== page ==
As we go about our lives we generate vast quantities of data. We produce so much data, in fact, that it is impossible to store, let alone analyse. The proliferation of this data will continue as our use of digital technology expands.
Analysing all this data to derive powerful insights into people’s lives is the sort of task that artificial intelligence (AI) is already very good at. Businesses like Amazon use this strength of AI to tailor their offerings to customers, recommending books that people like them are reading. The power of AI to crunch data is also being put to use improving public services and healthcare and in some places can even determine whether you get a visit from the police.
There are massive potential benefits to be had for consumers and citizens as increasingly powerful AI is used to personalise and target business and government services. But there are also risks, and these risks will grow as the amount of information held about us grows and the ability of AI to analyse it improves.
One risk is that information people would rather have kept confidential will be revealed. This was the case when a father accidentally opened coupons for baby supplies mailed to his daughter by a store based apparently on an algorithmic predication that she was pregnant. Advances in AI also makes anonymity increasingly fragile and it may become possible to re-assign identity to particular sets of information because of AI’s ability to cross-reference vast quantities of data in multiple data sets.
Most of us are clueless about what data is collected about us, by whom, and for what purpose. This is recognised by both parties when the necessary acquisition of consent is literally and figuratively reduced to a farcical box-ticking exercise. What a strange contract it is when the customer signing doesn’t read it, the company knows its customer doesn’t read it, and the customer knows that the company knows that the customer doesn’t read it. We need to consider whether access to our personal data remains a reasonable condition of use for everyday services, from email to Facebook.
AI systems depend on the data on which they are trained and which they are given to assess, and may reflect back biases in that data in the action they recommend. Biases may exist in data because of poor data collection. They may also occur when a process being modeled itself exhibits unfairness.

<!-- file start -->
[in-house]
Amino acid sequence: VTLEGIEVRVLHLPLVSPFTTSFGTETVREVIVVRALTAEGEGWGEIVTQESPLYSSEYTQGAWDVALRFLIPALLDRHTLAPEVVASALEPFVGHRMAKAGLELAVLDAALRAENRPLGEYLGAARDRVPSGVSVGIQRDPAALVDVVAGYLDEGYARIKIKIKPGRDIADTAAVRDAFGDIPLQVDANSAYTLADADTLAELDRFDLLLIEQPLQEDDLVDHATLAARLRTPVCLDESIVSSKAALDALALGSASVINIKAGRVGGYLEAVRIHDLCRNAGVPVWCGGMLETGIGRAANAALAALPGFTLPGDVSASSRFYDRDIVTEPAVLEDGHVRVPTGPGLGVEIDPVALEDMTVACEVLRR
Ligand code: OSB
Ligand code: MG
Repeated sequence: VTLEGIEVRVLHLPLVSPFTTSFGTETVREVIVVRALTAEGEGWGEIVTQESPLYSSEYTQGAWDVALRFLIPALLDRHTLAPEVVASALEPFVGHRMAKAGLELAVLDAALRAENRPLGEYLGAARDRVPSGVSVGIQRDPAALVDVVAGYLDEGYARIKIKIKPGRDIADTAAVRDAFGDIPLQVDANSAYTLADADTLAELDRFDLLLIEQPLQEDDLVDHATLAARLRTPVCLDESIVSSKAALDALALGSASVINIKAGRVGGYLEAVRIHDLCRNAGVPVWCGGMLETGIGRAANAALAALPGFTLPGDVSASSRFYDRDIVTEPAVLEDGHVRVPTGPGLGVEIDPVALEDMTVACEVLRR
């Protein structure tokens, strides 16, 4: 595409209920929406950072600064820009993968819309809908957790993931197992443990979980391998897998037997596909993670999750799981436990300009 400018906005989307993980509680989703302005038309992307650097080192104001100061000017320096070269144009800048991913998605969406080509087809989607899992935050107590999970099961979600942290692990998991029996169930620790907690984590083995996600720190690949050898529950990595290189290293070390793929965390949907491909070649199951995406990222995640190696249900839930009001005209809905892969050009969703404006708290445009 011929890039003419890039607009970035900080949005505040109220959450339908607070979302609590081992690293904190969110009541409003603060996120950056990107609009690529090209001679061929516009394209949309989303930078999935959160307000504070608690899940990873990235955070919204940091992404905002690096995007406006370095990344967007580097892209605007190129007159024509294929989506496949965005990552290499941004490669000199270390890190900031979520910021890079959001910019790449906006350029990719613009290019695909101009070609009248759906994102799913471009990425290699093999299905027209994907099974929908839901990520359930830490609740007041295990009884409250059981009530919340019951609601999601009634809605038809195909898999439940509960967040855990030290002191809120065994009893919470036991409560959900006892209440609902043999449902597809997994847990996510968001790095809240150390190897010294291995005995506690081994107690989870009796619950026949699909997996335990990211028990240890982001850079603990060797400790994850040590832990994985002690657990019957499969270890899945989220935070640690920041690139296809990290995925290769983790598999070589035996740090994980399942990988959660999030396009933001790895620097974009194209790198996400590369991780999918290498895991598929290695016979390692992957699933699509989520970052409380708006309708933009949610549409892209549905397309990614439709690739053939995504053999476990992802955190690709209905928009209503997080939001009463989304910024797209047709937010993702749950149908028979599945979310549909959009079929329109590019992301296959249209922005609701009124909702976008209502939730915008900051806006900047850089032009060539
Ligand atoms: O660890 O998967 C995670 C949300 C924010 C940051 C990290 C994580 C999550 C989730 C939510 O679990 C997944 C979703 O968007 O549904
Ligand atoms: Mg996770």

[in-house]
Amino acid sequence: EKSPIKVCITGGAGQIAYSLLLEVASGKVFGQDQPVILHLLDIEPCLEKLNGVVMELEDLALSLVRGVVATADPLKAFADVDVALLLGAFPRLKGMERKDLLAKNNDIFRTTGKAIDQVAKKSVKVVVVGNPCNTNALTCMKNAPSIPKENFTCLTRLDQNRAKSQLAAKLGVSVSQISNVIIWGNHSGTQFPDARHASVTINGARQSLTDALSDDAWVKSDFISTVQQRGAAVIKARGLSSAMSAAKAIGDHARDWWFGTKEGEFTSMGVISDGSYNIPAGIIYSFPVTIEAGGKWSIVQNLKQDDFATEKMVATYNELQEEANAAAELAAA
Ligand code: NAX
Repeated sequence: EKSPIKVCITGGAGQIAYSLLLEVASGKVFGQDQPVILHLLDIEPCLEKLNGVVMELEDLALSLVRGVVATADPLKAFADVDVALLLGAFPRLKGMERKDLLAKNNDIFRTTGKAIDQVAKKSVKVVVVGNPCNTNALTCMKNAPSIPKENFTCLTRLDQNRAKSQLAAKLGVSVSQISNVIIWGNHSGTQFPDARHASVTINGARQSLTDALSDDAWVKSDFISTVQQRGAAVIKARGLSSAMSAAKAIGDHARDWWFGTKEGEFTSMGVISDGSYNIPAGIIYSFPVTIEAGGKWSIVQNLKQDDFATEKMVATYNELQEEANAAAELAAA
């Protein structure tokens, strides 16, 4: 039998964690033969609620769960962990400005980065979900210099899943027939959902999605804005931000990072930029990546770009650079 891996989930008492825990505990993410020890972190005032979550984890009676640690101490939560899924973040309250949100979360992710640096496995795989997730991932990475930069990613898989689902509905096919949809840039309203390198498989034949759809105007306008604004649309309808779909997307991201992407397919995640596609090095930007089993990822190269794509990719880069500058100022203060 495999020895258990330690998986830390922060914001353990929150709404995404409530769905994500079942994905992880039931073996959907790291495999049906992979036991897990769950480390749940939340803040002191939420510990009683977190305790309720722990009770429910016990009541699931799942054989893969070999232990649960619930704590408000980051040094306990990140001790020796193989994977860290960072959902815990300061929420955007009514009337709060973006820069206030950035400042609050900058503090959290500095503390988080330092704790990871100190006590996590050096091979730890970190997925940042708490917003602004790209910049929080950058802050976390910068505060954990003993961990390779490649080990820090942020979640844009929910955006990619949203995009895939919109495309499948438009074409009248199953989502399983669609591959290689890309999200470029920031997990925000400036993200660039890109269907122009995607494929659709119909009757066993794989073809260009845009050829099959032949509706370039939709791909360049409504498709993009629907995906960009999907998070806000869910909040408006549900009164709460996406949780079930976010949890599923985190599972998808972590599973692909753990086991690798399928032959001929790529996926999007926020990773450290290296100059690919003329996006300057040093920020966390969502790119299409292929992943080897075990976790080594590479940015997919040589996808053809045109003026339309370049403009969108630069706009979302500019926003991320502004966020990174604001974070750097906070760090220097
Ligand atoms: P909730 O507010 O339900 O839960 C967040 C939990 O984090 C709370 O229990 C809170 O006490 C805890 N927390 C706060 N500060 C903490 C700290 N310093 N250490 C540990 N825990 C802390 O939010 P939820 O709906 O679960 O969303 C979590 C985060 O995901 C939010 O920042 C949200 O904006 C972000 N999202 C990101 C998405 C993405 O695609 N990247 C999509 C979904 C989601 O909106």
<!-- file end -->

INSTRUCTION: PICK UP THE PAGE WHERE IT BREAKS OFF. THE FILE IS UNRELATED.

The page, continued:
If data on job applications was gathered from an industry that systematically hired men over women and this data was then used to help select likely strong candidates in the future, this could then reinforce sexism in hiring decisions. Recently there have been a number of high profile cases of data bias and machine prejudice in the USA. Google ads promising jobs paying more than $200,000 were shown to significantly fewer women than men. And recidivism software widely used by American courts to assess the likelihood of an individual re-offending was found to be two times less likely to falsely flag white people and two times more likely to falsely flag black people.
Compounding these problems is the fact that AI decision-making systems are often deployed as a background process, unknown and unseen by those they impact. It is in any case often hard to know how AI arrives at the decisions it makes. This ‘black box’ problem is most prevalent in those complicated machine learning algorithms which evolve over time.
It is because of the great opportunities and important risks associated with AI’s extraordinary capacity to crunch data that one of the most urgent recommendations in Future Advocacy’s report “An Intelligent Future?” is for a ‘New Deal On Data’ in the UK. We are not the first to propose this and we hope that many others will join the call. Such a deal would agree best practice on privacy, consent, transparency, and accountability.
A ‘New Deal On Data’ between citizens, business, and governments will be good for us ordinary people. But it is in the interests of business and government too, because it will build trust. If we do not do this we risk undermining public confidence in AI technology, sparking opposition to its uptake.
The only way to develop such a new deal is through a loud and lively public debate. People need greater clarity about who collects what, and for what purpose. We need to argue about the rights of various parties and understand how to access information about how our own personal data is stored and used. Public debate should also focus on the uncertainties around how data might be used in the future.
Government is not well positioned to lead this and nor is business. It feels like a job for a respected and impartial national treasure to convene this crucial debate. But sadly national treasures feel a bit thin on the ground at the moment. Does anyone have Stephen Fry’s number?
This blog is based upon one of our concrete recommendations to the UK government on how it can maximise the benefits and minimise the risks of artificial intelligence from our recent report, An Intelligent Future?